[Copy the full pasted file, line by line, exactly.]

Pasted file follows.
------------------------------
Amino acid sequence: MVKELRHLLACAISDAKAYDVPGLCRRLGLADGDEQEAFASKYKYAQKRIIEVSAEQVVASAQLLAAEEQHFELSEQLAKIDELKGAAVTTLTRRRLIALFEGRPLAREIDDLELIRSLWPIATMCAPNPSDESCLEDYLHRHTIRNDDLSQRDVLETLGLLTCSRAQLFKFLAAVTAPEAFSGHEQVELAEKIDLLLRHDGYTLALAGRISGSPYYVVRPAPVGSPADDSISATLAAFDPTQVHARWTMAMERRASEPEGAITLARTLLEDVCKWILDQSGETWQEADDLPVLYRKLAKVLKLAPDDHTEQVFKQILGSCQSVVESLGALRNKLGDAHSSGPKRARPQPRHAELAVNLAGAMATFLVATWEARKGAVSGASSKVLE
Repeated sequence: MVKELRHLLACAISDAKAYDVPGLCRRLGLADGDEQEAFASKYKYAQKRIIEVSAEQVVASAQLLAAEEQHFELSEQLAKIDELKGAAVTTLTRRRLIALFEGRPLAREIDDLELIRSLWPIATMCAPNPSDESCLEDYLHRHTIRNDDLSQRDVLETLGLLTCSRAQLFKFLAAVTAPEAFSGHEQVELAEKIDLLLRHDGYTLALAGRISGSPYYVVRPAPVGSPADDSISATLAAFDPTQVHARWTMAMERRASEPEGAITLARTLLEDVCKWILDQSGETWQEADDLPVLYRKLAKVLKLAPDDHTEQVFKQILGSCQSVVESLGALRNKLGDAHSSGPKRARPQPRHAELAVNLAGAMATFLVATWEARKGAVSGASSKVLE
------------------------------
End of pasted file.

Amino acid sequence: MVKELRHLLACAISDAKAYDVPGLCRRLGLADGDEQEAFASKYKYAQKRIIEVSAEQVVASAQLLAAEEQHFELSEQLAKIDELKGAAVTTLTRRRLIALFEGRPLAREIDDLELIRSLWPIATMCAPNPSDESCLEDYLHRHTIRNDDLSQRDVLETLGLLTCSRAQLFKFLAAVTAPEAFSGHEQVELAEKIDLLLRHDGYTLALAGRISGSPYYVVRPAPVGSPADDSISATLAAFDPTQVHARWTMAMERRASEPEGAITLARTLLEDVCKWILDQSGETWQEADDLPVLYRKLAKVLKLAPDDHTEQVFKQILGSCQSVVESLGALRNKLGDAHSSGPKRARPQPRHAELAVNLAGAMATFLVATWEARKGAVSGASSKVLE
Repeated sequence: MVKELRHLLACAISDAKAYDVPGLCRRLGLADGDEQEAFASKYKYAQKRIIEVSAEQVVASAQLLAAEEQHFELSEQLAKIDELKGAAVTTLTRRRLIALFEGRPLAREIDDLELIRSLWPIATMCAPNPSDESCLEDYLHRHTIRNDDLSQRDVLETLGLLTCSRAQLFKFLAAVTAPEAFSGHEQVELAEKIDLLLRHDGYTLALAGRISGSPYYVVRPAPVGSPADDSISATLAAFDPTQVHARWTMAMERRASEPEGAITLARTLLEDVCKWILDQSGETWQEADDLPVLYRKLAKVLKLAPDDHTEQVFKQILGSCQSVVESLGALRNKLGDAHSSGPKRARPQPRHAELAVNLAGAMATFLVATWEARKGAVSGASSKVLE